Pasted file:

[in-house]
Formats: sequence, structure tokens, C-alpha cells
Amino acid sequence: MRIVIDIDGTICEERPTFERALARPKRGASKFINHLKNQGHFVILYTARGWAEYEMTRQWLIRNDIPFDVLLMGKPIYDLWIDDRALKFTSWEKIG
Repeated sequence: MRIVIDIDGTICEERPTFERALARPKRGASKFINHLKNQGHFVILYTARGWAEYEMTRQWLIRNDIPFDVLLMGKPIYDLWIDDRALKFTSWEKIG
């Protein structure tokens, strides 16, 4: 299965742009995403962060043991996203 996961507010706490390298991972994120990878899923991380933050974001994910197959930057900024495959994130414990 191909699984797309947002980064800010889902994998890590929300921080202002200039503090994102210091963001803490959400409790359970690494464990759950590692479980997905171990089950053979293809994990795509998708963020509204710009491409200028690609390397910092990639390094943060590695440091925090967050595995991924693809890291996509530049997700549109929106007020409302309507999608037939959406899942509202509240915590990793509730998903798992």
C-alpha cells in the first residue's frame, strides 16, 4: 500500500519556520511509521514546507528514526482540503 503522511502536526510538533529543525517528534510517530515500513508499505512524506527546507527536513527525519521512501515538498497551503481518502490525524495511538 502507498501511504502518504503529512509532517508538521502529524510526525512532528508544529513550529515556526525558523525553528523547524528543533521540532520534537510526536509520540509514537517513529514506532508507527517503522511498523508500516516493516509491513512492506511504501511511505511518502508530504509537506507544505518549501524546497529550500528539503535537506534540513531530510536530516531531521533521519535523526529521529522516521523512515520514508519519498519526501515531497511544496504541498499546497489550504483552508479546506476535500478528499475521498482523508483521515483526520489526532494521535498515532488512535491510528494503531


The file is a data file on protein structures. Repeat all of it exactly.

[in-house]
Formats: sequence, structure tokens, C-alpha cells
Amino acid sequence: MRIVIDIDGTICEERPTFERALARPKRGASKFINHLKNQGHFVILYTARGWAEYEMTRQWLIRNDIPFDVLLMGKPIYDLWIDDRALKFTSWEKIG
Repeated sequence: MRIVIDIDGTICEERPTFERALARPKRGASKFINHLKNQGHFVILYTARGWAEYEMTRQWLIRNDIPFDVLLMGKPIYDLWIDDRALKFTSWEKIG
């Protein structure tokens, strides 16, 4: 299965742009995403962060043991996203 996961507010706490390298991972994120990878899923991380933050974001994910197959930057900024495959994130414990 191909699984797309947002980064800010889902994998890590929300921080202002200039503090994102210091963001803490959400409790359970690494464990759950590692479980997905171990089950053979293809994990795509998708963020509204710009491409200028690609390397910092990639390094943060590695440091925090967050595995991924693809890291996509530049997700549109929106007020409302309507999608037939959406899942509202509240915590990793509730998903798992």
C-alpha cells in the first residue's frame, strides 16, 4: 500500500519556520511509521514546507528514526482540503 503522511502536526510538533529543525517528534510517530515500513508499505512524506527546507527536513527525519521512501515538498497551503481518502490525524495511538 502507498501511504502518504503529512509532517508538521502529524510526525512532528508544529513550529515556526525558523525553528523547524528543533521540532520534537510526536509520540509514537517513529514506532508507527517503522511498523508500516516493516509491513512492506511504501511511505511518502508530504509537506507544505518549501524546497529550500528539503535537506534540513531530510536530516531531521533521519535523526529521529522516521523512515520514508519519498519526501515531497511544496504541498499546497489550504483552508479546506476535500478528499475521498482523508483521515483526520489526532494521535498515532488512535491510528494503531